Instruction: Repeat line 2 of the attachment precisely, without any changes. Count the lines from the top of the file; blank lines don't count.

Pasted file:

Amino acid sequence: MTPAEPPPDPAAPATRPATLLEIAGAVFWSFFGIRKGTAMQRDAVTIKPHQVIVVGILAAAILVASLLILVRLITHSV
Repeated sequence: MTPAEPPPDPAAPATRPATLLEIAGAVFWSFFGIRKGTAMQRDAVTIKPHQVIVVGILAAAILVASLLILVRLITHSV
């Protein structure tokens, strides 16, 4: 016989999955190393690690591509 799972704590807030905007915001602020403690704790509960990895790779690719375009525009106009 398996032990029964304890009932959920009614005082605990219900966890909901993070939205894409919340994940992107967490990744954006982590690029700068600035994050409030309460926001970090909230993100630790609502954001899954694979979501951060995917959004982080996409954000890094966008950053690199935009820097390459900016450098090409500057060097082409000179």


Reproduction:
Repeated sequence: MTPAEPPPDPAAPATRPATLLEIAGAVFWSFFGIRKGTAMQRDAVTIKPHQVIVVGILAAAILVASLLILVRLITHSV